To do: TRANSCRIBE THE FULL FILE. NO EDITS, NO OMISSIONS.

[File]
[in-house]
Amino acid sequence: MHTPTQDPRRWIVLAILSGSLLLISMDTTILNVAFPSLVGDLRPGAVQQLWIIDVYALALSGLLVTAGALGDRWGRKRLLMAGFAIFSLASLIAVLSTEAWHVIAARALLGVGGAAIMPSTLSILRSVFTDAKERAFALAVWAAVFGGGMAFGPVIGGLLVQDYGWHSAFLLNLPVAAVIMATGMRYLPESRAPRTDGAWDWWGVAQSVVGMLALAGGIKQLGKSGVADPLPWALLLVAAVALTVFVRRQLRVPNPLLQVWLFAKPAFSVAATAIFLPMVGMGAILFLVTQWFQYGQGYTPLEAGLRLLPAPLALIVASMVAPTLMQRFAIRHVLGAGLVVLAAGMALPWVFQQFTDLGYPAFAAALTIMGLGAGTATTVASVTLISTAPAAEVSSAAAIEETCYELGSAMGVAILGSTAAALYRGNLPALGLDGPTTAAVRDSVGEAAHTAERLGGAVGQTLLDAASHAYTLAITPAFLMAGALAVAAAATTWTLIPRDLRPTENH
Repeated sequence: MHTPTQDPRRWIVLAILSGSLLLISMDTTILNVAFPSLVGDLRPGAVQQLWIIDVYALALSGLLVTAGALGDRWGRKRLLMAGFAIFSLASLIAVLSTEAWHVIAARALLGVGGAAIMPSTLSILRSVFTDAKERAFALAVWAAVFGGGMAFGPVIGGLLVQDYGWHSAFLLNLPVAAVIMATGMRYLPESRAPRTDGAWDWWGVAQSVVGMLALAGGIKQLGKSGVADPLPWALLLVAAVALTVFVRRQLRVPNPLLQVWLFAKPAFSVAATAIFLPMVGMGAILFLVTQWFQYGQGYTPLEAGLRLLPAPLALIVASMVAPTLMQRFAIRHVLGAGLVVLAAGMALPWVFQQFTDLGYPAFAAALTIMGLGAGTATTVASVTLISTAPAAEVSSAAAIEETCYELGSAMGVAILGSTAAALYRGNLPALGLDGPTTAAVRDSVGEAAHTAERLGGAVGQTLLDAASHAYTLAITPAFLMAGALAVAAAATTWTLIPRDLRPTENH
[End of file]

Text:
[in-house]
Amino acid sequence: MHTPTQDPRRWIVLAILSGSLLLISMDTTILNVAFPSLVGDLRPGAVQQLWIIDVYALALSGLLVTAGALGDRWGRKRLLMAGFAIFSLASLIAVLSTEAWHVIAARALLGVGGAAIMPSTLSILRSVFTDAKERAFALAVWAAVFGGGMAFGPVIGGLLVQDYGWHSAFLLNLPVAAVIMATGMRYLPESRAPRTDGAWDWWGVAQSVVGMLALAGGIKQLGKSGVADPLPWALLLVAAVALTVFVRRQLRVPNPLLQVWLFAKPAFSVAATAIFLPMVGMGAILFLVTQWFQYGQGYTPLEAGLRLLPAPLALIVASMVAPTLMQRFAIRHVLGAGLVVLAAGMALPWVFQQFTDLGYPAFAAALTIMGLGAGTATTVASVTLISTAPAAEVSSAAAIEETCYELGSAMGVAILGSTAAALYRGNLPALGLDGPTTAAVRDSVGEAAHTAERLGGAVGQTLLDAASHAYTLAITPAFLMAGALAVAAAATTWTLIPRDLRPTENH
Repeated sequence: MHTPTQDPRRWIVLAILSGSLLLISMDTTILNVAFPSLVGDLRPGAVQQLWIIDVYALALSGLLVTAGALGDRWGRKRLLMAGFAIFSLASLIAVLSTEAWHVIAARALLGVGGAAIMPSTLSILRSVFTDAKERAFALAVWAAVFGGGMAFGPVIGGLLVQDYGWHSAFLLNLPVAAVIMATGMRYLPESRAPRTDGAWDWWGVAQSVVGMLALAGGIKQLGKSGVADPLPWALLLVAAVALTVFVRRQLRVPNPLLQVWLFAKPAFSVAATAIFLPMVGMGAILFLVTQWFQYGQGYTPLEAGLRLLPAPLALIVASMVAPTLMQRFAIRHVLGAGLVVLAAGMALPWVFQQFTDLGYPAFAAALTIMGLGAGTATTVASVTLISTAPAAEVSSAAAIEETCYELGSAMGVAILGSTAAALYRGNLPALGLDGPTTAAVRDSVGEAAHTAERLGGAVGQTLLDAASHAYTLAITPAFLMAGALAVAAAATTWTLIPRDLRPTENH